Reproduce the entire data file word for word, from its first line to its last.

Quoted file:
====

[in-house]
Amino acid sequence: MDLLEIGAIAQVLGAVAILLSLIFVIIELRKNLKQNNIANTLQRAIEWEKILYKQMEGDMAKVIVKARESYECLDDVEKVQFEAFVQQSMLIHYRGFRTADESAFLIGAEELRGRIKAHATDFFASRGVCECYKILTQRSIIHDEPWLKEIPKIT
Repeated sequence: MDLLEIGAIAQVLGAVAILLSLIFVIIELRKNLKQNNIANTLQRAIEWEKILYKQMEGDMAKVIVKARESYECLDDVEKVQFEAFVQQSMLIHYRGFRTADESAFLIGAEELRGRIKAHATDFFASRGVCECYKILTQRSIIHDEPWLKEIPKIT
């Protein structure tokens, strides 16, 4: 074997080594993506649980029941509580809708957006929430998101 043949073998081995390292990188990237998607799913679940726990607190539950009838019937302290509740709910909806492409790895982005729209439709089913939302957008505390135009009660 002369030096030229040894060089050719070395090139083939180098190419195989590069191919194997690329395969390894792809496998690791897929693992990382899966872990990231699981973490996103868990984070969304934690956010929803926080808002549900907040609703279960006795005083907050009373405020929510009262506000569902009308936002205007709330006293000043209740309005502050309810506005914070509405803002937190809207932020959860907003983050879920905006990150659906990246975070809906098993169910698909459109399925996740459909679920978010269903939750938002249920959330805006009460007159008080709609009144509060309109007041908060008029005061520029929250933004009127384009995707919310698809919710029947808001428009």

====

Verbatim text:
[in-house]
Amino acid sequence: MDLLEIGAIAQVLGAVAILLSLIFVIIELRKNLKQNNIANTLQRAIEWEKILYKQMEGDMAKVIVKARESYECLDDVEKVQFEAFVQQSMLIHYRGFRTADESAFLIGAEELRGRIKAHATDFFASRGVCECYKILTQRSIIHDEPWLKEIPKIT
Repeated sequence: MDLLEIGAIAQVLGAVAILLSLIFVIIELRKNLKQNNIANTLQRAIEWEKILYKQMEGDMAKVIVKARESYECLDDVEKVQFEAFVQQSMLIHYRGFRTADESAFLIGAEELRGRIKAHATDFFASRGVCECYKILTQRSIIHDEPWLKEIPKIT
């Protein structure tokens, strides 16, 4: 074997080594993506649980029941509580809708957006929430998101 043949073998081995390292990188990237998607799913679940726990607190539950009838019937302290509740709910909806492409790895982005729209439709089913939302957008505390135009009660 002369030096030229040894060089050719070395090139083939180098190419195989590069191919194997690329395969390894792809496998690791897929693992990382899966872990990231699981973490996103868990984070969304934690956010929803926080808002549900907040609703279960006795005083907050009373405020929510009262506000569902009308936002205007709330006293000043209740309005502050309810506005914070509405803002937190809207932020959860907003983050879920905006990150659906990246975070809906098993169910698909459109399925996740459909679920978010269903939750938002249920959330805006009460007159008080709609009144509060309109007041908060008029005061520029929250933004009127384009995707919310698809919710029947808001428009």